Wouldn’t the notion of an airplane flown Pilotless sound remarkable? Wouldn’t the mere idea of a “machine” being able to think and be decisive independently – as humans do, seem rather over-ambitious? But what if we already possess the technology needed to exploit the above? What if we possess the vision to make that happen? What if it has already happened?!!

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In its simplest form, Artificial Intelligence (AI.) can be the stimulation of human actions, cognition, intelligence in machines for better, faster, and more efficient and favorable outcomes. The area of Artificial Intelligence in its relevance to Aviation has been a matter of question and debate for as long as 50 years! The question of Artificial Intelligence is concerned with building, developing and making machines capable of performing tasks that typically require human intelligence. As such, Artificial Intelligence makes it possible for machines to learn from experience and adjust to new inputs and processes.

Artificial Intelligence is becoming a notion of vast discussion, a megatrend in the Travel and Tourism industry. Airlines and Travel companies capitalize on the maximum optimized use of machines and reliability via machine learning. For most industries, the primary goal of using such expertise would be to exploit efficiency, in a given time, at the lowest possible costs. For instance, in 2018, Delta Airlines opened its biometric terminals for boarding and baggage check-in in the form of self-service kiosks and systems built to make use of facial recognition to log in and match the passenger to the Border Control Database Agency. US customs and Border protection stress on how the technology at present allows for “hassle-free” traveler experience.

However, on the discussion of whether Artificial Intelligence will go as far as complete operation of airplanes with absolutely no human pilots will remain a subject of deliberation until years of procedures and approvals, legal, safety and otherwise, before flying pilotless, despite possessing the technology for it in the present.

The Good News nevertheless is that the Aviation industry does make use of the plethora of conveniences and efficiencies Artificial Intelligence offers; from Fuel Consumption Optimization to Revenue Management, Efficient Turnaround times amongst others.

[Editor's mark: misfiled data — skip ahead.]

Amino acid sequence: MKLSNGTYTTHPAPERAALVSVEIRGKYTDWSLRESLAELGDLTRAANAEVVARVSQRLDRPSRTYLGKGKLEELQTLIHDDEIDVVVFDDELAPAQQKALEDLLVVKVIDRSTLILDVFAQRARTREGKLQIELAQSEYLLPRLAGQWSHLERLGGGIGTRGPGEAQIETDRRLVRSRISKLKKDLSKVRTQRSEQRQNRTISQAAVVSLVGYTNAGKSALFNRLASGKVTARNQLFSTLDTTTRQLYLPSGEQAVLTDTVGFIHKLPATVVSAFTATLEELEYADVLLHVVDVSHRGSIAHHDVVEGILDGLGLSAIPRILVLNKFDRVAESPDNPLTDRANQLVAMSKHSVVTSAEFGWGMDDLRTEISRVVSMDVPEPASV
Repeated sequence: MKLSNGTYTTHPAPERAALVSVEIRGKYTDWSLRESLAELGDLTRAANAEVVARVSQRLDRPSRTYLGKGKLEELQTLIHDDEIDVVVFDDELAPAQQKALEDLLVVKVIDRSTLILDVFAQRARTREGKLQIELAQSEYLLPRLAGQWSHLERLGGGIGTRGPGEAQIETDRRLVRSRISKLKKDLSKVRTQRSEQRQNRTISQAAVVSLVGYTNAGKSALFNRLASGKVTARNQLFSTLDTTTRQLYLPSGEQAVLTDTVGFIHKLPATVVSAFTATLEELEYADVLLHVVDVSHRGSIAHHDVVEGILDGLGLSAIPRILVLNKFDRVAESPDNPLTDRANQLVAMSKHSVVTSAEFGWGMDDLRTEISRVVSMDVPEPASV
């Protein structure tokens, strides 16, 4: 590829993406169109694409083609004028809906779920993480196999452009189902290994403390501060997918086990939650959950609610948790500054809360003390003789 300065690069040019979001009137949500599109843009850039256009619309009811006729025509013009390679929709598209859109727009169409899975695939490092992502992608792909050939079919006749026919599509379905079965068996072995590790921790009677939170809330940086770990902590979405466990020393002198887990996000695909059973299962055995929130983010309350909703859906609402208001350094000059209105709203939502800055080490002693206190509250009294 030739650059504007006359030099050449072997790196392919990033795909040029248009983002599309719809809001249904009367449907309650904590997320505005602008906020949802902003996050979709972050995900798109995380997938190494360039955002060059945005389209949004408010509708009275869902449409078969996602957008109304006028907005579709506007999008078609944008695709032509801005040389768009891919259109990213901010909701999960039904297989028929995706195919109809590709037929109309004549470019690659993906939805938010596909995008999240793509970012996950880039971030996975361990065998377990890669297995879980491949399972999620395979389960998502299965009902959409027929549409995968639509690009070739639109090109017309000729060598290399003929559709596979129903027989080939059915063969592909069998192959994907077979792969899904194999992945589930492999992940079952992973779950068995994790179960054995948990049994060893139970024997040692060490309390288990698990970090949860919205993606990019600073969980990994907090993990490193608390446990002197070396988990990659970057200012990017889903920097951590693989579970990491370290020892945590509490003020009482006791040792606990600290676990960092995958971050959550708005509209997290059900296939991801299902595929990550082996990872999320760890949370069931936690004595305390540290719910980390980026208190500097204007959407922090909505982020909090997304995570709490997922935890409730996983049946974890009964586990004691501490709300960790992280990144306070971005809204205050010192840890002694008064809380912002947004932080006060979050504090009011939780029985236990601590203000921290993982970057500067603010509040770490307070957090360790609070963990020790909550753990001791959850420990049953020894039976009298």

With leading airlines having already invested and implemented Artificial Intelligence in various operations, most of their primary intent is to maximize efficiency and reduce costs worth millions. Most of these Artificial Intelligence-powered technology make use of various machine-learning algorithms, in real-time, to process and produce useful data that the said airlines then make use to make vast changes in the way they operate.


Revenue Management (RM) is the application of data and analytics aimed to define how to sell a product/service. This “system” also determines whom to sell, for how much, and the appropriate channel or medium necessary. As opposed to other consumer markets, demand for passenger travel is prone to subjectivity, depending on the destination, consumer demand, the season, price and reason for travel. As such it is vital for airlines to take into consideration these factors when catering their services. RM data specialists and scientists then make use of Artificial Intelligence to define accurately how each product/ service should be catered to suit the target market, taking into account the factors aforementioned in order to occupy maximum seat occupation while maximising revenue. It is also equally important for airlines to all this simultaneously with keeping their competitive edge and consumer-friendly services. RM helps apply “right place at the right time” strategy, using the right medium.


Airlines would aim to optimise efficient fuel consumption for one of two, if not both reasons; out of concerns of CO2 emissions and its damage to the environment and the cost that it bears.